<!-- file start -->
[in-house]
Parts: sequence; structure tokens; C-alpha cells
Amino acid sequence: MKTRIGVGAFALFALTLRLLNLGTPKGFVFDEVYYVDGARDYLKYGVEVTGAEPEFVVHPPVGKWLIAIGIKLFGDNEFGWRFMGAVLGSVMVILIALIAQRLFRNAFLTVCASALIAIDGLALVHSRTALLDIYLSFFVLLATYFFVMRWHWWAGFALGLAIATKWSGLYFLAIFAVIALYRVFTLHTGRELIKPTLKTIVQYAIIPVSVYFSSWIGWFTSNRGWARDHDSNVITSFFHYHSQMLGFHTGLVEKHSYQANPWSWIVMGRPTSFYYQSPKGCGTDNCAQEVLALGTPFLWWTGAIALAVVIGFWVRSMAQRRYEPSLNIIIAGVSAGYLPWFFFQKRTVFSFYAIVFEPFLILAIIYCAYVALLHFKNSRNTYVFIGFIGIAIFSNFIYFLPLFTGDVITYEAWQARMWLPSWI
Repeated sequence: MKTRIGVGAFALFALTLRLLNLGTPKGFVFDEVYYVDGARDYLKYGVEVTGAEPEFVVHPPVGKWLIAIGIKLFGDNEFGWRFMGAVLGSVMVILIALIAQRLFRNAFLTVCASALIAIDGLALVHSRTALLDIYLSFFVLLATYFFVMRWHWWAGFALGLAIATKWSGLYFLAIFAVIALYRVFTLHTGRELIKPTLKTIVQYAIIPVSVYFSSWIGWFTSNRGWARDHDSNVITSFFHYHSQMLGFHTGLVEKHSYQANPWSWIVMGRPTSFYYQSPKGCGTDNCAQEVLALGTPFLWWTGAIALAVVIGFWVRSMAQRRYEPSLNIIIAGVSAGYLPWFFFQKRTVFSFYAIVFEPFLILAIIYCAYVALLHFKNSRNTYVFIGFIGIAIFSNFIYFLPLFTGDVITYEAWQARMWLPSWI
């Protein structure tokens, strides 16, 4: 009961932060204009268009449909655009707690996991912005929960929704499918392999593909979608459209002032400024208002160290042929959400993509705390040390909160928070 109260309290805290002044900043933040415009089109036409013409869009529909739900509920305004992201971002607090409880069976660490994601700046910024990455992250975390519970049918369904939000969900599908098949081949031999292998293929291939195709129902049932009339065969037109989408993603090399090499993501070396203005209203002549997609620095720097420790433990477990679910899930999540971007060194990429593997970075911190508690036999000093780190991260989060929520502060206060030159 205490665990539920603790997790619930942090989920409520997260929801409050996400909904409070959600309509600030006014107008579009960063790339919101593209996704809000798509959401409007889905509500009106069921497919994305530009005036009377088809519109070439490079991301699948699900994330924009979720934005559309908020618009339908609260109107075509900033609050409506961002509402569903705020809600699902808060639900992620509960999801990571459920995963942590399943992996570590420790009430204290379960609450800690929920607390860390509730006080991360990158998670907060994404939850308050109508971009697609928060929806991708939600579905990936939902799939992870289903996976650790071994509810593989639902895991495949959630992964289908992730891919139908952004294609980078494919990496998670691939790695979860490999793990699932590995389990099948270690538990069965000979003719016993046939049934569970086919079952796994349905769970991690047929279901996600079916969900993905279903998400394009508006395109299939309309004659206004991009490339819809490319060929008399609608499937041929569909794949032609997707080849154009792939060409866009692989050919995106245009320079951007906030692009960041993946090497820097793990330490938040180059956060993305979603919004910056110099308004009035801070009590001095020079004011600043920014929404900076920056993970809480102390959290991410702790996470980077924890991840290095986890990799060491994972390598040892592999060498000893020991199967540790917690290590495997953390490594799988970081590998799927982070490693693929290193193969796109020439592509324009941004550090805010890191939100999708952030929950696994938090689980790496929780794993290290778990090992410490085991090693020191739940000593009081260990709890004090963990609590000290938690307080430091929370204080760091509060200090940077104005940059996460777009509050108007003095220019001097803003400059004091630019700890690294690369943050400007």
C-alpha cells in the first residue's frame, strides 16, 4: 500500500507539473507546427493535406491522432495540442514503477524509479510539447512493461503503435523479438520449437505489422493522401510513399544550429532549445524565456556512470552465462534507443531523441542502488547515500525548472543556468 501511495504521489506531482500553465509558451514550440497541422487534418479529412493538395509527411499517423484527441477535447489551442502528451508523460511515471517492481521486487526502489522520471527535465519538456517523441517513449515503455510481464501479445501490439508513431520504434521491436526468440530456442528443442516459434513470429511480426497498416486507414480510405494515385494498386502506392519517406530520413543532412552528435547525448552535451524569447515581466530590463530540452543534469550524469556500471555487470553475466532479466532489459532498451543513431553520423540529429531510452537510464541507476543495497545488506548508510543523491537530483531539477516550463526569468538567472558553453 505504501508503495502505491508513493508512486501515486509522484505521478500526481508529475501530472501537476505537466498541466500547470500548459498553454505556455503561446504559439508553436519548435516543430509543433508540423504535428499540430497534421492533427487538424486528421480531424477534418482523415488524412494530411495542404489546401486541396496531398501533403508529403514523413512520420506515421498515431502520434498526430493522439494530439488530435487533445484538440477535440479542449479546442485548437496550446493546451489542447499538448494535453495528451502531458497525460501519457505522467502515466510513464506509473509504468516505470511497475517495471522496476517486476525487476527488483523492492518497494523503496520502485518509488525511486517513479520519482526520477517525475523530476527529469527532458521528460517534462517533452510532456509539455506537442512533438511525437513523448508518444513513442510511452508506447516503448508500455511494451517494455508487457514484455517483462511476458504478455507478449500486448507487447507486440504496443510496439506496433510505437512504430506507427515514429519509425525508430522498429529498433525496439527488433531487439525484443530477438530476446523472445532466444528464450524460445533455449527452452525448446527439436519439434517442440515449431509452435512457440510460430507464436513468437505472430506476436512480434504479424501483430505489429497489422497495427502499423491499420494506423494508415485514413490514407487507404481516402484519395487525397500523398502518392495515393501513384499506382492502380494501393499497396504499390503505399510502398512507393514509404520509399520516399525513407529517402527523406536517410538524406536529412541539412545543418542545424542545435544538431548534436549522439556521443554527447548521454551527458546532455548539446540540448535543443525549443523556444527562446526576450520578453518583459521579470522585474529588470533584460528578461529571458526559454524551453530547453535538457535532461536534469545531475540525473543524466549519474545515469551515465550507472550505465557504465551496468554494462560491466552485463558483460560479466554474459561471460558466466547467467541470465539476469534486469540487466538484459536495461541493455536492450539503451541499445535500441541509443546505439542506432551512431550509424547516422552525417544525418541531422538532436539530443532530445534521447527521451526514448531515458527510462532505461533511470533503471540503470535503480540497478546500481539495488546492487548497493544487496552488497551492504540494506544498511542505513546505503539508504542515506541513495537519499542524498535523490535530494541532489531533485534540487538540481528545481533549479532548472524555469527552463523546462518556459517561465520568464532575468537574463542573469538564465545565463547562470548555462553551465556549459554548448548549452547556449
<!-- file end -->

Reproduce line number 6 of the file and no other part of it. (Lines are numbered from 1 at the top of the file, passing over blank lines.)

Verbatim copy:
C-alpha cells in the first residue's frame, strides 16, 4: 500500500507539473507546427493535406491522432495540442514503477524509479510539447512493461503503435523479438520449437505489422493522401510513399544550429532549445524565456556512470552465462534507443531523441542502488547515500525548472543556468 501511495504521489506531482500553465509558451514550440497541422487534418479529412493538395509527411499517423484527441477535447489551442502528451508523460511515471517492481521486487526502489522520471527535465519538456517523441517513449515503455510481464501479445501490439508513431520504434521491436526468440530456442528443442516459434513470429511480426497498416486507414480510405494515385494498386502506392519517406530520413543532412552528435547525448552535451524569447515581466530590463530540452543534469550524469556500471555487470553475466532479466532489459532498451543513431553520423540529429531510452537510464541507476543495497545488506548508510543523491537530483531539477516550463526569468538567472558553453 505504501508503495502505491508513493508512486501515486509522484505521478500526481508529475501530472501537476505537466498541466500547470500548459498553454505556455503561446504559439508553436519548435516543430509543433508540423504535428499540430497534421492533427487538424486528421480531424477534418482523415488524412494530411495542404489546401486541396496531398501533403508529403514523413512520420506515421498515431502520434498526430493522439494530439488530435487533445484538440477535440479542449479546442485548437496550446493546451489542447499538448494535453495528451502531458497525460501519457505522467502515466510513464506509473509504468516505470511497475517495471522496476517486476525487476527488483523492492518497494523503496520502485518509488525511486517513479520519482526520477517525475523530476527529469527532458521528460517534462517533452510532456509539455506537442512533438511525437513523448508518444513513442510511452508506447516503448508500455511494451517494455508487457514484455517483462511476458504478455507478449500486448507487447507486440504496443510496439506496433510505437512504430506507427515514429519509425525508430522498429529498433525496439527488433531487439525484443530477438530476446523472445532466444528464450524460445533455449527452452525448446527439436519439434517442440515449431509452435512457440510460430507464436513468437505472430506476436512480434504479424501483430505489429497489422497495427502499423491499420494506423494508415485514413490514407487507404481516402484519395487525397500523398502518392495515393501513384499506382492502380494501393499497396504499390503505399510502398512507393514509404520509399520516399525513407529517402527523406536517410538524406536529412541539412545543418542545424542545435544538431548534436549522439556521443554527447548521454551527458546532455548539446540540448535543443525549443523556444527562446526576450520578453518583459521579470522585474529588470533584460528578461529571458526559454524551453530547453535538457535532461536534469545531475540525473543524466549519474545515469551515465550507472550505465557504465551496468554494462560491466552485463558483460560479466554474459561471460558466466547467467541470465539476469534486469540487466538484459536495461541493455536492450539503451541499445535500441541509443546505439542506432551512431550509424547516422552525417544525418541531422538532436539530443532530445534521447527521451526514448531515458527510462532505461533511470533503471540503470535503480540497478546500481539495488546492487548497493544487496552488497551492504540494506544498511542505513546505503539508504542515506541513495537519499542524498535523490535530494541532489531533485534540487538540481528545481533549479532548472524555469527552463523546462518556459517561465520568464532575468537574463542573469538564465545565463547562470548555462553551465556549459554548448548549452547556449